Anthony Bourdain on not supporting women in restaurants more: “I see this as a personal failing”

Anthony Bourdain on  not supporting women in restaurants more: “I see this as a personal failing”
Anthony Bourdain arrives at night two of the Creative Arts Emmy Awards at the Microsoft Theater on Sunday, Sept. 11, 2016, in Los Angeles. Richard Shotwell/AP
Anthony Bourdain arrives at night two of the Creative Arts Emmy Awards at the Microsoft Theater on Sunday, Sept. 11, 2016, in Los Angeles. Richard Shotwell/AP

Anthony Bourdain wants to talk about sexual harassment. In the wake of the allegations against Harvey Weinstein — who allegedly raped Anthony Bourdain’s girlfriend, actress Asia Argento, and harassed dozens of other women — the celebrity chef has openly supported the victims who have come forward. He’s also blasted other high-profile personas — like late-night host James Corden — for cracking jokes on the scandal.

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After the Times-Picayune published an exposé on the New Orleans star chef John Besh, co-owner of Besh Restaurant Group, Friday, Bourdain spoke with Slate about whether his persona encouraged a culture of toxic masculinity.

“Because of the Weinstein case, I’m starting to hear personal stories from a lot of women,” Bourdain told Slate.

He continued.

“But I had to ask myself, particularly given some things that I’m hearing, and the people I’m hearing them about: Why was I not the sort of person, or why was I not seen as the sort of person, that these women could feel comfortable confiding in? I see this as a personal failing.”

In the interview, Bourdain suggested that his book Kitchen Confidential, which he admitted sexualized food and included lots of references to drugs and partying, could have endorsed a bro culture.

“I’ve had to ask myself, and I have been for some time, ‘To what extent in that book did I provide validation to meatheads?’” he said.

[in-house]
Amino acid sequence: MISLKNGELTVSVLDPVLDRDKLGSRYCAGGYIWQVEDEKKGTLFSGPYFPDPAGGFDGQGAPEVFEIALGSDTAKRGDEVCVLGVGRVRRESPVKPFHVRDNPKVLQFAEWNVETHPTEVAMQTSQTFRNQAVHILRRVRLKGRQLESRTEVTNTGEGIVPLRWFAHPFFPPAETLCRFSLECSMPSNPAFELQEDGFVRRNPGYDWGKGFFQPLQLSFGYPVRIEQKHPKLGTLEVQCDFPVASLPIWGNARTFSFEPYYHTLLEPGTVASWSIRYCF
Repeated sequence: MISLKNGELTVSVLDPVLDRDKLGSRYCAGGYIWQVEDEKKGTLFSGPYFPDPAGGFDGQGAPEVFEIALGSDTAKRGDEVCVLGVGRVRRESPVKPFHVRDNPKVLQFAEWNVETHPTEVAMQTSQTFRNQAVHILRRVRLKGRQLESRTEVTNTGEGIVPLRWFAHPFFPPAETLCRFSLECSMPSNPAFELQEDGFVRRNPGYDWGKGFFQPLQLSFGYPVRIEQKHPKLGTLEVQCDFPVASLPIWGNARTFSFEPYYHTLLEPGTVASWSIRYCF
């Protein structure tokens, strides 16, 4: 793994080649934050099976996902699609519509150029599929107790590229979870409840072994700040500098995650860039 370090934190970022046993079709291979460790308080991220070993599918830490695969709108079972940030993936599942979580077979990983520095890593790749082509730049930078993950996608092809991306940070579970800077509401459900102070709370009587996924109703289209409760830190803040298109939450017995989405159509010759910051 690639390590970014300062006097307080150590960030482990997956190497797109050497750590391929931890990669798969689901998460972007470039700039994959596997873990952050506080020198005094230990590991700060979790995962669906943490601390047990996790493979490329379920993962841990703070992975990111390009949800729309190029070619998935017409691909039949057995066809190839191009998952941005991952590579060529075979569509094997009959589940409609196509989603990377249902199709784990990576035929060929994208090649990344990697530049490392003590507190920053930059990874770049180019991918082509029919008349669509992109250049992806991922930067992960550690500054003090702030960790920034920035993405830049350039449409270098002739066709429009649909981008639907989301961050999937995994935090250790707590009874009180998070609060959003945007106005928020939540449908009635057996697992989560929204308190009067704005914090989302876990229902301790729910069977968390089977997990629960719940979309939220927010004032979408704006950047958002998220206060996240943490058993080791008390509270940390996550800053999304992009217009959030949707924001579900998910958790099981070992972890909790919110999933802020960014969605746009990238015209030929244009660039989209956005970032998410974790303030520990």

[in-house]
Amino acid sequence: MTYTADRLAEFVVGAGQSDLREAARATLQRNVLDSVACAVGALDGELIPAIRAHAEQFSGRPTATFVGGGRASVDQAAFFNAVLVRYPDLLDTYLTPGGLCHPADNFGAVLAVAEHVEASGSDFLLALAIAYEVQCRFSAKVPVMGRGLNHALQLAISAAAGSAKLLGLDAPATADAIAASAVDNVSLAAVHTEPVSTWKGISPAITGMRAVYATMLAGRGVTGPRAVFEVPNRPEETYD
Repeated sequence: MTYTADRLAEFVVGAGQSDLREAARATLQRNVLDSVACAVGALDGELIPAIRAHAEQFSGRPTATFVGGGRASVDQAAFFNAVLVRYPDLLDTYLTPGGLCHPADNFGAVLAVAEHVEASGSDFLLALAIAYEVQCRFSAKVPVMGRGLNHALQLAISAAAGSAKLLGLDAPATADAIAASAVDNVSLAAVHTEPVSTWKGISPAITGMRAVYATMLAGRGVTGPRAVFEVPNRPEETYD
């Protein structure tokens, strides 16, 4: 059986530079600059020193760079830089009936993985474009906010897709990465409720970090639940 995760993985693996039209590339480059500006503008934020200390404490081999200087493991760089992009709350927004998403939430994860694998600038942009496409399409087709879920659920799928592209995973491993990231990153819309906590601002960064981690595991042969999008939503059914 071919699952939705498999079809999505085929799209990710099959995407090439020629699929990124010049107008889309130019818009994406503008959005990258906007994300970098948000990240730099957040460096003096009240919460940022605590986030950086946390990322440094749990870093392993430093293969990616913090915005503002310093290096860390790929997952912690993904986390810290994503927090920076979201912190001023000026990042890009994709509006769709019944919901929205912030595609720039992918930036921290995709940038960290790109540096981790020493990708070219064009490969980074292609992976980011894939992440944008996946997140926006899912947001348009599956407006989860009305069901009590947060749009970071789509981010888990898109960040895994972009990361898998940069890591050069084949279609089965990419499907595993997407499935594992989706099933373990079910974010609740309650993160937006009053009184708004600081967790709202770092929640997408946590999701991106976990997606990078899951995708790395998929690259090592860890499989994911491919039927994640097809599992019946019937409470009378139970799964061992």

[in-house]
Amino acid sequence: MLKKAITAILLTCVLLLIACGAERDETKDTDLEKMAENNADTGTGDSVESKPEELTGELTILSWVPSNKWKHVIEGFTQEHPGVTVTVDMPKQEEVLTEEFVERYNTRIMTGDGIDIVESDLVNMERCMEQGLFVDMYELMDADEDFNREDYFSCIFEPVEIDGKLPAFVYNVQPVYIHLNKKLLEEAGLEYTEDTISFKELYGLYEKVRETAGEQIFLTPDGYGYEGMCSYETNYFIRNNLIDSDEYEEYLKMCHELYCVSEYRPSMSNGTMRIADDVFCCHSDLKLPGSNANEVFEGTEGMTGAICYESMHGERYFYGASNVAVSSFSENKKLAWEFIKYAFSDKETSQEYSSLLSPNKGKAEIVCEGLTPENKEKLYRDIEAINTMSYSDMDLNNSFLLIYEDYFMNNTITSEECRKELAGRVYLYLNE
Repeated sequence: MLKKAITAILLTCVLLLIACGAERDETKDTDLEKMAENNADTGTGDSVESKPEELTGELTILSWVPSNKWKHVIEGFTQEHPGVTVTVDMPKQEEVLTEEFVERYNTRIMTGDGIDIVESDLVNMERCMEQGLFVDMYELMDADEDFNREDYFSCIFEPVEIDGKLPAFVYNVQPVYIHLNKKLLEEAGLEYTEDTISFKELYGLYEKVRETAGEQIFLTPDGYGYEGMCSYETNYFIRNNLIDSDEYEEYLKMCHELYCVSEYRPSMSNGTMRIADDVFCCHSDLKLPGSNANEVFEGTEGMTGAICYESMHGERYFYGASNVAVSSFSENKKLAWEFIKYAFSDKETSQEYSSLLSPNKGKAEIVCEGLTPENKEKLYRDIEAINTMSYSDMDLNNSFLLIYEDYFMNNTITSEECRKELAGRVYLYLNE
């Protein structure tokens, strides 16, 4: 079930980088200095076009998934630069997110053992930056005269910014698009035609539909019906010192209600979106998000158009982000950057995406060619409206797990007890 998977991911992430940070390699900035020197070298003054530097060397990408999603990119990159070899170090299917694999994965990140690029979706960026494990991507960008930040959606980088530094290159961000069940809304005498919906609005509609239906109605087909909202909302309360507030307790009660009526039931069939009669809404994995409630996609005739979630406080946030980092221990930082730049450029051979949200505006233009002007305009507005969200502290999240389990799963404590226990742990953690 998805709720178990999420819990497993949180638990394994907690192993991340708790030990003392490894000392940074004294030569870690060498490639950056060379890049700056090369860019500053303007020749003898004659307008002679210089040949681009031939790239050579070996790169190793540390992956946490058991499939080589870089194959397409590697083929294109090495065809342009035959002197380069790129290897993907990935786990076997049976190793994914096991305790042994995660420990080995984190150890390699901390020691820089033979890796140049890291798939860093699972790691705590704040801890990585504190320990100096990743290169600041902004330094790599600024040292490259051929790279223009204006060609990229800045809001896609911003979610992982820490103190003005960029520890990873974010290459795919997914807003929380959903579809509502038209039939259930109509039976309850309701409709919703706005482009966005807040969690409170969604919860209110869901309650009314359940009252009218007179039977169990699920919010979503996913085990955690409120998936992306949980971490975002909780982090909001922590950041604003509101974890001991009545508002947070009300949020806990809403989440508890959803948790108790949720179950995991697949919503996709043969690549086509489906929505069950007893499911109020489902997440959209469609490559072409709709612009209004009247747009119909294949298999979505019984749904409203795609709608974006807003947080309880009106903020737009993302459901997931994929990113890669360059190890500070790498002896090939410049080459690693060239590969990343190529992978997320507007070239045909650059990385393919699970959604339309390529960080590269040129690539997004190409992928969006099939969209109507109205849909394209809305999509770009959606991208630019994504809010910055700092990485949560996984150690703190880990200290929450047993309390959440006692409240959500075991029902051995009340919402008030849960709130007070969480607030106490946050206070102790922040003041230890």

Bourdain has previously condemned bro-ish culture: In an interview with Mic in May, the TV personality said he hopes he hasn’t encouraged people to assign genders to certain foods — like consider whiskey exclusively a man’s drink.

“If I’m in any way responsible or seen as supportive of ‘bro cuisine’ I mean, it makes me just want to hang myself in the shower thinking about it,” he said.

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He’s not the only one to ask why others in the restaurant industry have remained silent on the Besh allegations. New York Times restaurant critic Pete Wells noted that two days after the story broke, industry leaders weren’t speaking up.

Toronto restauranteur Jen Agg has also called on industry leaders to join the conversation about assault in restaurants.

When asked to comment on the allegations of harassment, the James Beard Foundation, whose mission is to celebrate and honor chefs and industry leaders, directed Mic to a perfunctory statement on its website.

“The James Beard Foundation is deeply troubled by allegations of sexual misconduct in the restaurant industry. We would like to direct anyone who is experiencing harassment or other misconduct to ROC-United, a resource for workers,” the statement read.

Condemning sexual harassment is an important first step for JBF and Bourdain, but it hardly seems enough. Here’s hoping the restaurant community digests the news and can offer victims of harassment more than apologies.